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Redeveloping Our Narrative Through the Photographic Lens with Ruddy Roye and Devin Allen 10/4 4pm

Explore today's important conversations and the moments in between at different focal points. Acclaimed documentary photographers, Ruddy Roye and Devin Allen share their unique perspectives and backstory on capturing the shot.

This Leica Conversation is presented in partnership with Photoville.

Devin Allen is a self-taught artist, born and raised in West Baltimore. He gained national attention when his photograph of the Baltimore Uprising was published on the cover of Time Magazine in May 2015 – only the third time the work of an amateur photographer had been featured. Five years later, after the deaths of George Floyd, Tony Mcaded, and Breonna Taylor, his photograph from a BlackTrans Lives Matter protest was published on the cover of Time Magazine for the 2nd time in June 2020. His photographs have also appeared in New York Magazine, The New York Times, The Washington Post, and Aperture . Allen's work is also featured in the permanent collections of the National Museum of African American History & Culture, the Reginald F. Lewis Museum, and the Studio Museum in Harlem. He is the founder of Through Their Eyes, a youth photography educational program, and the winner of the 2017 Gordon Parks Foundation Fellowship. In 2017 he was nominated for an NAACP Image Award for his book, A Beautiful Ghetto, and received the We Rise Award from The Maryland Commission on African American History and Culture for dynamic leadership in the Arts and Activism.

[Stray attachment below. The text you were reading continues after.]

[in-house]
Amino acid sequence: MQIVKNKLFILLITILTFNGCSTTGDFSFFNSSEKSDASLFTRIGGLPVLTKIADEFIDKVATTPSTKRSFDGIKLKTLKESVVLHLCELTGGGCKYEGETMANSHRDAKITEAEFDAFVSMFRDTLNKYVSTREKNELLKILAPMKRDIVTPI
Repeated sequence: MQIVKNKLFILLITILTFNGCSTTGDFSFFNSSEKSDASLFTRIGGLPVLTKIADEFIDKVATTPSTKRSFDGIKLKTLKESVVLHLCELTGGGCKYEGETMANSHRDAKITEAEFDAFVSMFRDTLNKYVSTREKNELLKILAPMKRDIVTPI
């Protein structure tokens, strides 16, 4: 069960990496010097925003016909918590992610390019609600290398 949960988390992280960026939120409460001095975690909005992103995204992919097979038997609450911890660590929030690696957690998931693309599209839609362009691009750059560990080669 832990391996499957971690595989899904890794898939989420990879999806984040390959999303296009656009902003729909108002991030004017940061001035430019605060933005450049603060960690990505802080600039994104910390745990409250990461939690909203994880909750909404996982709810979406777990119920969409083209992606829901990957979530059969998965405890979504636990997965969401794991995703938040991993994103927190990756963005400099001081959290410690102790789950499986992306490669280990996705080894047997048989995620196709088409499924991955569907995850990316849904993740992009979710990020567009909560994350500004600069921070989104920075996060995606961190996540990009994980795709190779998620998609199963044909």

Ruddy Roye is a Brooklyn based portrait and documentary photographer born in Montego Bay, Jamaica. He uses his camera as a tool that allows him to document the world around him, as he sees it. The images he produces speak to the human condition, addressing the myriad instances of suffering and injustice he witnesses daily, images that are often overlooked. Yet the images he produces of events such as the aftermath of Hurricane Katrina, the Black Lives Matter movement, chronic homelessness, and his own personal project When Living is A Protest, do not merely exist to capture misery, but also to convey resilience and compassion. Roye’s portraits are frequently produced as a collaboration with the people he photographs, along with text that further humanizes them and evades their exploitation. Roye is inspired by the raw and gritty lives of grassroots people, poor people, the disenfranchised and especially those of his homeland of Jamaica. He strives to tell the stories of their victories and ills by bringing their voices to social media, and to matte-fiber paper. He is a part of Kamoinge, a collective of African-American photographers, and was featured in the recent documentary Through a Lens Darkly: Black Photographers and the Emergence of a People (2014), a feature-length film on Black photographers and photography in America, directed by Thomas Allen Harris. Roye has been named one of The 50 Greatest Street Photographers Right Now by COMPLEX (January 2014). Roye was named TIME’s Instagram Photographer of 2016. Although Roye showcases his work in traditional exhibition environments, by posting his images on Instagram he is able to engage with over a quarter of a million followers, bridging the divide between viewer and collaborator, and collapsing the space between artist and audience to facilitate deeper engagement and understanding.


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